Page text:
Background and aims of the study: The incidence and impact of congestive heart failure and coronary artery disease on late survival after surgical correction of mitral regurgitation are poorly defined. In addition to the uncertainty about the frequency of this complication, the mechanisms of heart failure have not been fully analyzed. Methods: To determine survival and the incidence and mechanisms of congestive heart failure after mitral valve surgery for mitral regurgitation, we analyzed the long-term outcome of 576 consecutive postoperative survivors. Results: The analysis demonstrated that preserved preoperative left ventricular function (ejection fraction ≤ 60%) was associated with improved survival (adjusted risk ratio 0.49; 95% C.I. 0.36-0.661) and reduced incidence of congestive heart failure (adjusted risk ratio 0.30; 95% C.I. 0.20-0.441), while concomitant coronary artery disease was associated with an excess mortality (adjusted risk ratio 1.80; 95% C.I. 1.34-2.41) and incidence of congestive heart failure (adjusted risk ratio 2.12; 95% C.I. 1.48-3.031). Conclusion: These results suggest that left ventricular dysfunction and coronary artery disease are major determinants of mortality and morbidity after surgical correction of mitral regurgitation. For the prevention of postoperative congestive heart failure, early surgical correction of mitral regurgitation should be considered before left ventricular dysfunction occurs.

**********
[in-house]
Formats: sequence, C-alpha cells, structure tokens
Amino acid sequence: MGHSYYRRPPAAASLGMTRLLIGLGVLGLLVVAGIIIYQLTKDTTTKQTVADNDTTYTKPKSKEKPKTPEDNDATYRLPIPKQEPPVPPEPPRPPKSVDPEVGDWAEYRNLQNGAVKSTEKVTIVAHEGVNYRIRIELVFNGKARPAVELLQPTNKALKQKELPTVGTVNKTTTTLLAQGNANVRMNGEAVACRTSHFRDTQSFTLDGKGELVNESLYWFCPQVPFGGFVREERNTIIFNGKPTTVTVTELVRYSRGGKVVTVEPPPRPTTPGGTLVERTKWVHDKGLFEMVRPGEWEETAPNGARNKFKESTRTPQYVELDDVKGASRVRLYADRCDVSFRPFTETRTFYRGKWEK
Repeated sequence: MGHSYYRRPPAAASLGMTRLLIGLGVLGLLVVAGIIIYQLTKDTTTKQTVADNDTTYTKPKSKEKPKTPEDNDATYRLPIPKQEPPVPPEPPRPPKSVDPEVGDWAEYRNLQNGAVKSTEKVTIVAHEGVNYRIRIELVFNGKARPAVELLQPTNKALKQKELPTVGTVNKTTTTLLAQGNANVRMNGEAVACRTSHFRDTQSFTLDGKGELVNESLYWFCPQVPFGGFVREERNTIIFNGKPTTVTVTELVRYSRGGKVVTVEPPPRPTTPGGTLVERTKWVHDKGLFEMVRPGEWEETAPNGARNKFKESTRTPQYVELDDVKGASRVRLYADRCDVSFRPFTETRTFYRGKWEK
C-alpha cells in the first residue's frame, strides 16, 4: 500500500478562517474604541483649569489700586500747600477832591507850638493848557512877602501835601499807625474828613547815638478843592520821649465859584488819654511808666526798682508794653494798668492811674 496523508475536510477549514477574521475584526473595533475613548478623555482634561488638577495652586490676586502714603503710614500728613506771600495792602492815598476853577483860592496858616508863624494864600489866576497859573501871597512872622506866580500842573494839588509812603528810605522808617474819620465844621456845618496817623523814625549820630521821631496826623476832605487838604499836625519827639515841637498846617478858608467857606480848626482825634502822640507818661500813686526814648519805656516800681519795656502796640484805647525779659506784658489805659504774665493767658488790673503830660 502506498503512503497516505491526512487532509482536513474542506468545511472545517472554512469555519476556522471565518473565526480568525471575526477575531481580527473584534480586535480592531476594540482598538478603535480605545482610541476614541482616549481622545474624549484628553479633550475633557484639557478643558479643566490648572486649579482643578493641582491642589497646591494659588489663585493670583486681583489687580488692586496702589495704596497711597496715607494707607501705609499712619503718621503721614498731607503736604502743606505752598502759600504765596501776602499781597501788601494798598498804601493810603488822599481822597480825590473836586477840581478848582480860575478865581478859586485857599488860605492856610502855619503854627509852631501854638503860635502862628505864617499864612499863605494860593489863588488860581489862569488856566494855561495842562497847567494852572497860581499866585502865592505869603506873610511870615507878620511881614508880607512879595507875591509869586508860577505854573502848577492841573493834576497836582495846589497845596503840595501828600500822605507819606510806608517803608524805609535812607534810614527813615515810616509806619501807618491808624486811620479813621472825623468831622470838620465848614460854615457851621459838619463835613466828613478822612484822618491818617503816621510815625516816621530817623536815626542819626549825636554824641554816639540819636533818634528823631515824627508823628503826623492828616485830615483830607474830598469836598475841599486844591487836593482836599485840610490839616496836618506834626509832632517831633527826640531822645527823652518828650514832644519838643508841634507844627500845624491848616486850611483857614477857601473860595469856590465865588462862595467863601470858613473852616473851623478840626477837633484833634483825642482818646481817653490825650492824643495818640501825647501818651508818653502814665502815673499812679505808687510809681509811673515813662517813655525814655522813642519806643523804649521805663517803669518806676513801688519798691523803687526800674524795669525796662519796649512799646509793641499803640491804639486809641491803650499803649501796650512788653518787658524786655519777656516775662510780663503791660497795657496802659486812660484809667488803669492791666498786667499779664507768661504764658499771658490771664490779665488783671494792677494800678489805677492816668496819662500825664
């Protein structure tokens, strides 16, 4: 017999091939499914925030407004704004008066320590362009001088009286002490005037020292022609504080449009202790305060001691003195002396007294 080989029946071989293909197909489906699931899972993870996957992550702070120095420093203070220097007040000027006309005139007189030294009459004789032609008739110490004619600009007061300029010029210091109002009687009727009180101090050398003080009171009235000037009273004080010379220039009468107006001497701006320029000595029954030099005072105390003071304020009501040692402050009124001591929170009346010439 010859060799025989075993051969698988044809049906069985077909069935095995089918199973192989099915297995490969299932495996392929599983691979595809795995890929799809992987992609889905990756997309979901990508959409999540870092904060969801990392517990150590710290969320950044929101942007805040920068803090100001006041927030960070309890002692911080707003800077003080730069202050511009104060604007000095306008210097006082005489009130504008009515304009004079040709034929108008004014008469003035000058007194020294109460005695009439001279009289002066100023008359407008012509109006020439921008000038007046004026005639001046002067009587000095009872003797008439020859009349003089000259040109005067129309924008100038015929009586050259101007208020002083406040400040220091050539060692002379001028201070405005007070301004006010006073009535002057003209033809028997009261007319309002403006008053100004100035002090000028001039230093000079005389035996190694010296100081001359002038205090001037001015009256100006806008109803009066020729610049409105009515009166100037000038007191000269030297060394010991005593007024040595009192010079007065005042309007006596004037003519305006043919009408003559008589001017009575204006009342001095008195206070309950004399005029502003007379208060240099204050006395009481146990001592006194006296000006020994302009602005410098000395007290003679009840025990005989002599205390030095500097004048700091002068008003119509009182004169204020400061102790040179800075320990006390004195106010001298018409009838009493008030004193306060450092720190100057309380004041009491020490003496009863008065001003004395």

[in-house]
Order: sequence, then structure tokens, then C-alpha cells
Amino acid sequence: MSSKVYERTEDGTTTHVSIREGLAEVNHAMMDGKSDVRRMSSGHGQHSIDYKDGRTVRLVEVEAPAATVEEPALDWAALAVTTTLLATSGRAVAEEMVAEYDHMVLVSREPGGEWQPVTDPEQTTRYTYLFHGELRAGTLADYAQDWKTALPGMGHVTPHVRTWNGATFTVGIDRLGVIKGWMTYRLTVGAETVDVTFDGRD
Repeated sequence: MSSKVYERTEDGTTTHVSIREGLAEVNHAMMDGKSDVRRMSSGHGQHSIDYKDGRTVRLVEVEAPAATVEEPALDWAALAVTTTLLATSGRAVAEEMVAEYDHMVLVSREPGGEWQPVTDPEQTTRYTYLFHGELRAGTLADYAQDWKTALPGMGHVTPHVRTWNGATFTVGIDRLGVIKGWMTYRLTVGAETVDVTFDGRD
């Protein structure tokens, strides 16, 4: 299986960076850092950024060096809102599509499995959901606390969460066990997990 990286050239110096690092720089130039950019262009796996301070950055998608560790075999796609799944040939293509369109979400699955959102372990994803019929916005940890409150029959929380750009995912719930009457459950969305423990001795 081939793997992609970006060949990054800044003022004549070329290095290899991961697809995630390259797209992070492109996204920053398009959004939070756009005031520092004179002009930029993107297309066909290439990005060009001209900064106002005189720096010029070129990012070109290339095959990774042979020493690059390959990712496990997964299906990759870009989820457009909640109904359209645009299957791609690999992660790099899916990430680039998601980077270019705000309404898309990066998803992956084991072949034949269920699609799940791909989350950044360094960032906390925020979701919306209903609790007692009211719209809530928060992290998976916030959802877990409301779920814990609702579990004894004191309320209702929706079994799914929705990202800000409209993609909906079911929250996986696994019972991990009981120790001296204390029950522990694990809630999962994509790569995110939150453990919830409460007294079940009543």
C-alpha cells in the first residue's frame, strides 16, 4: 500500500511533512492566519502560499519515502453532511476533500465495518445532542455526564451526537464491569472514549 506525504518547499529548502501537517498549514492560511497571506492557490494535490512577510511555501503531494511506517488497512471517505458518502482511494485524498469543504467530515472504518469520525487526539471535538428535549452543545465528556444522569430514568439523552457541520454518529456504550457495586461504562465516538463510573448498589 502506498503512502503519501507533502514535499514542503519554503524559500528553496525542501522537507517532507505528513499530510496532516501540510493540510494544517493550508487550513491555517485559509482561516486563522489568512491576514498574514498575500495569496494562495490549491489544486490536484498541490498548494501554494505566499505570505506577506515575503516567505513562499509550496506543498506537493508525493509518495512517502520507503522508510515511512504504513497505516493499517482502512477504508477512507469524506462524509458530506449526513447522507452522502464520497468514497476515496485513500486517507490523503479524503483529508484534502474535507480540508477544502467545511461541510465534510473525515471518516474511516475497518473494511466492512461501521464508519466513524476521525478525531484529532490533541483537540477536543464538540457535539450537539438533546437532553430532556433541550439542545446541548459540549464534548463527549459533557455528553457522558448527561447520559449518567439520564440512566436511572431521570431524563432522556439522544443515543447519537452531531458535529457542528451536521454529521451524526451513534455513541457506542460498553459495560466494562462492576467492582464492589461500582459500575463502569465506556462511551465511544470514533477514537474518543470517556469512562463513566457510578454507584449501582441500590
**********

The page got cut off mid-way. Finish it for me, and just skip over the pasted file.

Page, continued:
|Original language||English (US)|
|Number of pages||5|
|Journal||Journal of Heart Valve Disease|
|State||Published - Jan 1 1997|
ASJC Scopus subject areas
- Cardiology and Cardiovascular Medicine